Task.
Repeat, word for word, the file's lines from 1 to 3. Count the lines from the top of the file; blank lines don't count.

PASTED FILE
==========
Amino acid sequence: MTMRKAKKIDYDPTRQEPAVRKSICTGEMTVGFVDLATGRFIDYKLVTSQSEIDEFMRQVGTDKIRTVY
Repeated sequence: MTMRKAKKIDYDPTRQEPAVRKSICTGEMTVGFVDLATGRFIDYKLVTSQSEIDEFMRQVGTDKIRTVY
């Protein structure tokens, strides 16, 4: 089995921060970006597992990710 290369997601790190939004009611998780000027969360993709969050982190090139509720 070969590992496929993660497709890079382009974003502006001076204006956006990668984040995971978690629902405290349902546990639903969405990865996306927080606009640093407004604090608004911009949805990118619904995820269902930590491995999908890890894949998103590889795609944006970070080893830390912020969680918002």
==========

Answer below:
Amino acid sequence: MTMRKAKKIDYDPTRQEPAVRKSICTGEMTVGFVDLATGRFIDYKLVTSQSEIDEFMRQVGTDKIRTVY
Repeated sequence: MTMRKAKKIDYDPTRQEPAVRKSICTGEMTVGFVDLATGRFIDYKLVTSQSEIDEFMRQVGTDKIRTVY
């Protein structure tokens, strides 16, 4: 089995921060970006597992990710 290369997601790190939004009611998780000027969360993709969050982190090139509720 070969590992496929993660497709890079382009974003502006001076204006956006990668984040995971978690629902405290349902546990639903969405990865996306927080606009640093407004604090608004911009949805990118619904995820269902930590491995999908890890894949998103590889795609944006970070080893830390912020969680918002």